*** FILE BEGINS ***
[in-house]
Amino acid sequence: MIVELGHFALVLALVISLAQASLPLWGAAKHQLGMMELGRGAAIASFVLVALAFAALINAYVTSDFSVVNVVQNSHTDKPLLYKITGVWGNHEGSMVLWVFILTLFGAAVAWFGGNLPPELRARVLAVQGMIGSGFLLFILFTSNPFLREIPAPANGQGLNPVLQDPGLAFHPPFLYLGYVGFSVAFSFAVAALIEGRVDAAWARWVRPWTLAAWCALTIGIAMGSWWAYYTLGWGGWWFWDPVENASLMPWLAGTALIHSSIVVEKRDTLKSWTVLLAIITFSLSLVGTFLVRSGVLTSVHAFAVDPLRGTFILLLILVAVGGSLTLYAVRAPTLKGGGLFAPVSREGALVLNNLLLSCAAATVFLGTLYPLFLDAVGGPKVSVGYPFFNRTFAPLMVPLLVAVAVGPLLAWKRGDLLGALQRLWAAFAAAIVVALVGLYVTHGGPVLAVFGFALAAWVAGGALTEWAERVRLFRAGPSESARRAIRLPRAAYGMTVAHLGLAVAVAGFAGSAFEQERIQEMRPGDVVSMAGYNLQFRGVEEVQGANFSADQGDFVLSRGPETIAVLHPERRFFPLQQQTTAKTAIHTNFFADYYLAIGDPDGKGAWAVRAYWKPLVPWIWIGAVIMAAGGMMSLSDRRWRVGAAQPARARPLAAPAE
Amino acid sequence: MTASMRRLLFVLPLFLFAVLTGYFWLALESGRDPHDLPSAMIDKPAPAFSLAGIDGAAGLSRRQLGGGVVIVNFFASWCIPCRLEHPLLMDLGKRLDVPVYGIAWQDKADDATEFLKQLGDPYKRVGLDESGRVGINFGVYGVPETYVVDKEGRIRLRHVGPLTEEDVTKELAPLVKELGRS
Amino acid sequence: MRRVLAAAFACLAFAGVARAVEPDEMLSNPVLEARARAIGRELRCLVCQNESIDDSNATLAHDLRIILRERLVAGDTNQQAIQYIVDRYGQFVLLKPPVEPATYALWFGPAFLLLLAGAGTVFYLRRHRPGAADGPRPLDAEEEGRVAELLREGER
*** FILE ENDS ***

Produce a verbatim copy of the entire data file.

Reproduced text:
[in-house]
Amino acid sequence: MIVELGHFALVLALVISLAQASLPLWGAAKHQLGMMELGRGAAIASFVLVALAFAALINAYVTSDFSVVNVVQNSHTDKPLLYKITGVWGNHEGSMVLWVFILTLFGAAVAWFGGNLPPELRARVLAVQGMIGSGFLLFILFTSNPFLREIPAPANGQGLNPVLQDPGLAFHPPFLYLGYVGFSVAFSFAVAALIEGRVDAAWARWVRPWTLAAWCALTIGIAMGSWWAYYTLGWGGWWFWDPVENASLMPWLAGTALIHSSIVVEKRDTLKSWTVLLAIITFSLSLVGTFLVRSGVLTSVHAFAVDPLRGTFILLLILVAVGGSLTLYAVRAPTLKGGGLFAPVSREGALVLNNLLLSCAAATVFLGTLYPLFLDAVGGPKVSVGYPFFNRTFAPLMVPLLVAVAVGPLLAWKRGDLLGALQRLWAAFAAAIVVALVGLYVTHGGPVLAVFGFALAAWVAGGALTEWAERVRLFRAGPSESARRAIRLPRAAYGMTVAHLGLAVAVAGFAGSAFEQERIQEMRPGDVVSMAGYNLQFRGVEEVQGANFSADQGDFVLSRGPETIAVLHPERRFFPLQQQTTAKTAIHTNFFADYYLAIGDPDGKGAWAVRAYWKPLVPWIWIGAVIMAAGGMMSLSDRRWRVGAAQPARARPLAAPAE
Amino acid sequence: MTASMRRLLFVLPLFLFAVLTGYFWLALESGRDPHDLPSAMIDKPAPAFSLAGIDGAAGLSRRQLGGGVVIVNFFASWCIPCRLEHPLLMDLGKRLDVPVYGIAWQDKADDATEFLKQLGDPYKRVGLDESGRVGINFGVYGVPETYVVDKEGRIRLRHVGPLTEEDVTKELAPLVKELGRS
Amino acid sequence: MRRVLAAAFACLAFAGVARAVEPDEMLSNPVLEARARAIGRELRCLVCQNESIDDSNATLAHDLRIILRERLVAGDTNQQAIQYIVDRYGQFVLLKPPVEPATYALWFGPAFLLLLAGAGTVFYLRRHRPGAADGPRPLDAEEEGRVAELLREGER